sex and relationships

10 Myths Teens Believe about Sex and Relationships

When I was a teenager most of my friends had girlfriends. I was more of a late bloomer, actually, I may have even been a never bloomer. Not long after my friends started dating they started having sex. That’s when I felt left behind. It was as if they had graduated into manhood and I was still a boy. I’m not sure why exactly my mark of manhood was having sex, probably the culture, TV, and media, but the reality is that that is a lie. It was one of the myths about sex I believed and it almost caused me to make decisions with lasting consequences.

Social researchers Mark Regnerus and Jeremy Uecker expose nine myths about sex and relationships among emerging adults in America (ages 18-23) in their book, Premarital Sex: How Young Americans Meet, Mate, And Think About Marrying. We, at All Pro Dad, added one of our own. So, here are 10 myths about sex and relationships.

1. Myth: Long-term exclusivity is a fiction.

Truth: Half of all marriages last a lifetime, and extramarital affairs are not as common as assumed.

2. Myth: The introduction of sex is necessary in order to sustain a fledgling or struggling relationship.

Truth: The quicker sex enters a relationship the sooner the relationships fails, and most relationships fail.

3. Myth: Boys will be boys. That is, men can’t be expected to abide by the sexual terms that women may wish to set. You may not want the double-standard to be there, but it’s there.

Truth: Women may enjoy sex as much as men, but they do not think and feel the same way about it. Generally, they “set higher standards for their relationships.”

4. Myth: It doesn’t matter what other people do sexually; you make your own decisions.

Truth: The actions and attitudes of others affect your decisions: “if a critical mass of men and women enjoy an extended series of sexual relationships and expect sex fairly promptly within them, it becomes quite difficult for a minority to do otherwise.”

5. Myth: Porn won’t affect your relationships.

Truth: Because more and more men are viewing porn regularly it “cannot but shape sexual market dynamics.” And studies have shown that the tandem of porn and masturbation actually “reduces the value of intercourse” because it is much more physiologically satisfying than masturbation alone. “Porn becomes easier, and so must women (on average).”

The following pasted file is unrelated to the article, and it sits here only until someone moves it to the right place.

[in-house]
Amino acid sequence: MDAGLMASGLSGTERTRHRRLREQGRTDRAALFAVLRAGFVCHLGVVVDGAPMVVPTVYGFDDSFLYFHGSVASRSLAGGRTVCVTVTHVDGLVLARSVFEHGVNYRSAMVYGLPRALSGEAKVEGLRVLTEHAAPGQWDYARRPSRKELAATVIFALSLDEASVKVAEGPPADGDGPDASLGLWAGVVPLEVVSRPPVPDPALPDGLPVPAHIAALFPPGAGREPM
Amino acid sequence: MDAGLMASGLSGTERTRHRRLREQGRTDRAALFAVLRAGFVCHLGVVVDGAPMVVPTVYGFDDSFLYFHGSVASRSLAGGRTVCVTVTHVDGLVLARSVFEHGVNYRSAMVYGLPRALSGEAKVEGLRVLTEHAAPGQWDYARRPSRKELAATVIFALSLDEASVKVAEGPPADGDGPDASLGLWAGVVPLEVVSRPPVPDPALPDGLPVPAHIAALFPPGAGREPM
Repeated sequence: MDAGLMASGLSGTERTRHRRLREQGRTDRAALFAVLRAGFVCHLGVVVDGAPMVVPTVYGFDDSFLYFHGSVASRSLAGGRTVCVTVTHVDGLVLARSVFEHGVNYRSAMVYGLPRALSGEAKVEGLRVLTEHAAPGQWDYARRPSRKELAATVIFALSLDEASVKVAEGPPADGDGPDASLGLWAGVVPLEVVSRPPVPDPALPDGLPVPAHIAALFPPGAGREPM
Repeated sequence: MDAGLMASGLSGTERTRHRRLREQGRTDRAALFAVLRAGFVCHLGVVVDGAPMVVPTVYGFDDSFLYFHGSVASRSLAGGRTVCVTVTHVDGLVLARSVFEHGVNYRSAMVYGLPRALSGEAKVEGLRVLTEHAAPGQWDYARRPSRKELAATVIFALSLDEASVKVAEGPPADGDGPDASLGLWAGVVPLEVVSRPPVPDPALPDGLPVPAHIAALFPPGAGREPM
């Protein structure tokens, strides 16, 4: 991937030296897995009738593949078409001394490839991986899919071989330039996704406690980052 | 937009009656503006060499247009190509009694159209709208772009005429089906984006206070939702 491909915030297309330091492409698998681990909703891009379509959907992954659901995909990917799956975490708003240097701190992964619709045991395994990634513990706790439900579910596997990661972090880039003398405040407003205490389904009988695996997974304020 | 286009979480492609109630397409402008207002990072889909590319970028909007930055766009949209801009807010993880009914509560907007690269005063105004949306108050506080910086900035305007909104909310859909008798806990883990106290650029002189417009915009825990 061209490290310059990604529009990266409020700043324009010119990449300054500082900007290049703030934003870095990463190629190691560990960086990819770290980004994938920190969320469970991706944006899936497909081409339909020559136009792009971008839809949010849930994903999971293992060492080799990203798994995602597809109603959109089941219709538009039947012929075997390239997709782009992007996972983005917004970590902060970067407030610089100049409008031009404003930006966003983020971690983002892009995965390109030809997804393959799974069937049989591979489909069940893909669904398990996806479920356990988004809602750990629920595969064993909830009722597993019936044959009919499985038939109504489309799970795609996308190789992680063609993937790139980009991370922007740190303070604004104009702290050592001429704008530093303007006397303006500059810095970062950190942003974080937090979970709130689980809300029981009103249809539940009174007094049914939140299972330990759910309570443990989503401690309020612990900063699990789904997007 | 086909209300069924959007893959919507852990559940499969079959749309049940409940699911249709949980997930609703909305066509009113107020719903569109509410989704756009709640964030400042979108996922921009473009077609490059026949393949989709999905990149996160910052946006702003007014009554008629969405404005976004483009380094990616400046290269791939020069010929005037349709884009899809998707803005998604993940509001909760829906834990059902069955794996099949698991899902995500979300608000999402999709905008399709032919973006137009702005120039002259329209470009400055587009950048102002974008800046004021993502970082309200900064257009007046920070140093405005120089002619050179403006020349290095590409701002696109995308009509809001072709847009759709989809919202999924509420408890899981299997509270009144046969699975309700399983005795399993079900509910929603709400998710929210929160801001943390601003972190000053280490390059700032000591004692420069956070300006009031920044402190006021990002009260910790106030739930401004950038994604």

6. Myth: Everyone else is having more sex than you are.

Truth: You are less conservative than you think –”most still overestimate how much sex is actually going on around them.” The authors write about this phenomenon of pluralistic ignorance, “it happens when individuals within a group begin to believe that their own private attitudes, beliefs, or judgments are more conservative and rare than the public norms they see displayed by others.”

7. Myth: Sex need not mean anything.

Truth: This myth can occur broadly between the sexes, but exists especially among women. It is emotionally challenging for women to engage in casual sex and to experience a broken sexual relationship.

8. Myth: Marriage can always wait.

Truth: Most emerging adults still want to get married – eventually. They put off marriage for years and years and thus the marriage market “does not grow deeper and more impressive with age.” Thus, the authors encourage “men and women who’ve met someone who is ‘marriage material’ to think twice before rejecting the notion that they’re just not ready yet.”

9. Myth: Moving in together is definitely a step toward marriage.

Every major sex study shows greater sexual satisfaction from married couples who respect each other than those engaged in simple, casual sex.Truth: In most cases, cohabitation does not last. “It overwhelmingly leads to either marriage or breakup within a few short years.” It is also more advantageous to men than to women as it gives them “more stable access to sex, without the expectations or commitments of marital responsibilities.”

10. Myth: Sex in marriage just isn’t as great as extra-marital sex.

Truth: Every major sex study shows greater sexual satisfaction from married couples who respect each other than those engaged in simple, casual sex.